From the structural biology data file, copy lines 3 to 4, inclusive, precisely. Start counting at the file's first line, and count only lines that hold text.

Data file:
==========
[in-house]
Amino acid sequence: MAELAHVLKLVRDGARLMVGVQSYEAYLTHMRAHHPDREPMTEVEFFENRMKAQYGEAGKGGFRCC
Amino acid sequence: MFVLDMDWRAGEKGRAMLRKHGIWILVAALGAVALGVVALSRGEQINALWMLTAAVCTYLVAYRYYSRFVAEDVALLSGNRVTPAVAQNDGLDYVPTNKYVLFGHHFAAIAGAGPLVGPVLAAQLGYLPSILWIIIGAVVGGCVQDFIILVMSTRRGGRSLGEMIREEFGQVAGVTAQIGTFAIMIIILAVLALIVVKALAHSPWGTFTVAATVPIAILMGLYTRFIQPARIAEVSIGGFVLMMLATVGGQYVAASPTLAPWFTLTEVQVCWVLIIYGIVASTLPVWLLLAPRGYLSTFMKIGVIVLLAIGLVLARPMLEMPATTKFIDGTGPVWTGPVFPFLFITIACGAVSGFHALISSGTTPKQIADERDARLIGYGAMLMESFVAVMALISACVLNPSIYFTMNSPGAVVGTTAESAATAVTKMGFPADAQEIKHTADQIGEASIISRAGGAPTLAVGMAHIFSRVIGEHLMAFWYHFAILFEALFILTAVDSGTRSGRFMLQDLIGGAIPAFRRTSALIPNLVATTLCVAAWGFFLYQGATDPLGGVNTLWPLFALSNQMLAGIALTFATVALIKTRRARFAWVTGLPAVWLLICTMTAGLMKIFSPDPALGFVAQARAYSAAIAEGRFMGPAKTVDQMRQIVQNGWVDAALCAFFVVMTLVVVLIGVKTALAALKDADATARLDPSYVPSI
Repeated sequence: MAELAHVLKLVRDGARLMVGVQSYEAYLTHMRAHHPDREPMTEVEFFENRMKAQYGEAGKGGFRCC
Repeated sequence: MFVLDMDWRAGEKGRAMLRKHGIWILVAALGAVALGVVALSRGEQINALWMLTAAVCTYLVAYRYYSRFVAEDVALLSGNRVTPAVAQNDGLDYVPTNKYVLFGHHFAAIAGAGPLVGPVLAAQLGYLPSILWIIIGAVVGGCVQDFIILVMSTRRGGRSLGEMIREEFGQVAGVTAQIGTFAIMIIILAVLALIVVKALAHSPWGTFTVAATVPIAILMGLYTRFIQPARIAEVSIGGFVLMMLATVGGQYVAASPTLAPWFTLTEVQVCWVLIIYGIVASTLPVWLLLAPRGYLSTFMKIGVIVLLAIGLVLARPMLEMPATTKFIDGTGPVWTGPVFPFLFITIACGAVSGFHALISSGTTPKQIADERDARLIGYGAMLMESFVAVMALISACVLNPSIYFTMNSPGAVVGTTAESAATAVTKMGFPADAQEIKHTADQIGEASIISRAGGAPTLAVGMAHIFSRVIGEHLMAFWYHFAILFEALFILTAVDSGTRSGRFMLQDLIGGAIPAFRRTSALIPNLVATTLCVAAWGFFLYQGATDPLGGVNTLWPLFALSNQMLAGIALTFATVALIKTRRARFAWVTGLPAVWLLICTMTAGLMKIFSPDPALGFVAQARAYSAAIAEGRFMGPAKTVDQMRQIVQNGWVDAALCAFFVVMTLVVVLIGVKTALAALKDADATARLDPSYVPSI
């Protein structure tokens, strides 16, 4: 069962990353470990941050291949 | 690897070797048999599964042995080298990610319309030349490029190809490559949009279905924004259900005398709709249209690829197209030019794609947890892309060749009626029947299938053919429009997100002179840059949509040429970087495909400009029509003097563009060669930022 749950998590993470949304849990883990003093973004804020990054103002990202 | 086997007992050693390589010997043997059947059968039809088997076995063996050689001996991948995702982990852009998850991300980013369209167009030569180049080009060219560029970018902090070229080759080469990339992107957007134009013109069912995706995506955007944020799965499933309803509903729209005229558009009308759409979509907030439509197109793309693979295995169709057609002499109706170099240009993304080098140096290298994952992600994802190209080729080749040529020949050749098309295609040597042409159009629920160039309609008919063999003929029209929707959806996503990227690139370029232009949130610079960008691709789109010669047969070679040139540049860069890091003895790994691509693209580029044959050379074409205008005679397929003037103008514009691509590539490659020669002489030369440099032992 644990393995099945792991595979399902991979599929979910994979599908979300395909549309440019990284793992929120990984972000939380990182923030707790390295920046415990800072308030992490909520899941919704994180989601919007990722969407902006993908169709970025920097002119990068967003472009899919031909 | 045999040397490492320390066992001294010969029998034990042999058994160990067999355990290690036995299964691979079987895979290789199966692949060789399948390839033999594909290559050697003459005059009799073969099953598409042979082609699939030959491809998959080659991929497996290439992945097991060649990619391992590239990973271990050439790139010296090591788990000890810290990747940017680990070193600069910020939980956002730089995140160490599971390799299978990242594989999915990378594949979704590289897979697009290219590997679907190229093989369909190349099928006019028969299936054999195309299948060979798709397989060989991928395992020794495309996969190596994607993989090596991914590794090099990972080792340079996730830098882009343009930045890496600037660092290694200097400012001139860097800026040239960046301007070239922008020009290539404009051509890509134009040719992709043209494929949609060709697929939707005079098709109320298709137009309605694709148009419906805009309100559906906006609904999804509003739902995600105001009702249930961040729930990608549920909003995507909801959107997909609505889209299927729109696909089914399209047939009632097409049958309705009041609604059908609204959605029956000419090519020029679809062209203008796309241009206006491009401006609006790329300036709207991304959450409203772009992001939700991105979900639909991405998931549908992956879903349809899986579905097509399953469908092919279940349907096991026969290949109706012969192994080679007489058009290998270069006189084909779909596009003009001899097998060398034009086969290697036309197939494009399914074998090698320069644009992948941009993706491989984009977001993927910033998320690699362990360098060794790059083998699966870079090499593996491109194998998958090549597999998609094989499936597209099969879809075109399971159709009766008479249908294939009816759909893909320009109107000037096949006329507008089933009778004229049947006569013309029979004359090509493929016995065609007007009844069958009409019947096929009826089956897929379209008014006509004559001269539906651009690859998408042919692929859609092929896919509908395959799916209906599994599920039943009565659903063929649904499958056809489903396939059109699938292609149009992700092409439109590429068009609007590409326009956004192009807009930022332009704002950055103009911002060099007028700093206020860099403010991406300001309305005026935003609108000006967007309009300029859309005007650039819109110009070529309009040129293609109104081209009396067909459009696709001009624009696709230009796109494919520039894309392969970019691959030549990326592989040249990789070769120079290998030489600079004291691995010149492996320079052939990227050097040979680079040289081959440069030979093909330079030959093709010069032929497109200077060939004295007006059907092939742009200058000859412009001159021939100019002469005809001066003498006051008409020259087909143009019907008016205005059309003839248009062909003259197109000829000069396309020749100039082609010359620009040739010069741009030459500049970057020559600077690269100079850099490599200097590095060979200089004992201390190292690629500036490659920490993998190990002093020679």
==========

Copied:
Amino acid sequence: MFVLDMDWRAGEKGRAMLRKHGIWILVAALGAVALGVVALSRGEQINALWMLTAAVCTYLVAYRYYSRFVAEDVALLSGNRVTPAVAQNDGLDYVPTNKYVLFGHHFAAIAGAGPLVGPVLAAQLGYLPSILWIIIGAVVGGCVQDFIILVMSTRRGGRSLGEMIREEFGQVAGVTAQIGTFAIMIIILAVLALIVVKALAHSPWGTFTVAATVPIAILMGLYTRFIQPARIAEVSIGGFVLMMLATVGGQYVAASPTLAPWFTLTEVQVCWVLIIYGIVASTLPVWLLLAPRGYLSTFMKIGVIVLLAIGLVLARPMLEMPATTKFIDGTGPVWTGPVFPFLFITIACGAVSGFHALISSGTTPKQIADERDARLIGYGAMLMESFVAVMALISACVLNPSIYFTMNSPGAVVGTTAESAATAVTKMGFPADAQEIKHTADQIGEASIISRAGGAPTLAVGMAHIFSRVIGEHLMAFWYHFAILFEALFILTAVDSGTRSGRFMLQDLIGGAIPAFRRTSALIPNLVATTLCVAAWGFFLYQGATDPLGGVNTLWPLFALSNQMLAGIALTFATVALIKTRRARFAWVTGLPAVWLLICTMTAGLMKIFSPDPALGFVAQARAYSAAIAEGRFMGPAKTVDQMRQIVQNGWVDAALCAFFVVMTLVVVLIGVKTALAALKDADATARLDPSYVPSI
Repeated sequence: MAELAHVLKLVRDGARLMVGVQSYEAYLTHMRAHHPDREPMTEVEFFENRMKAQYGEAGKGGFRCC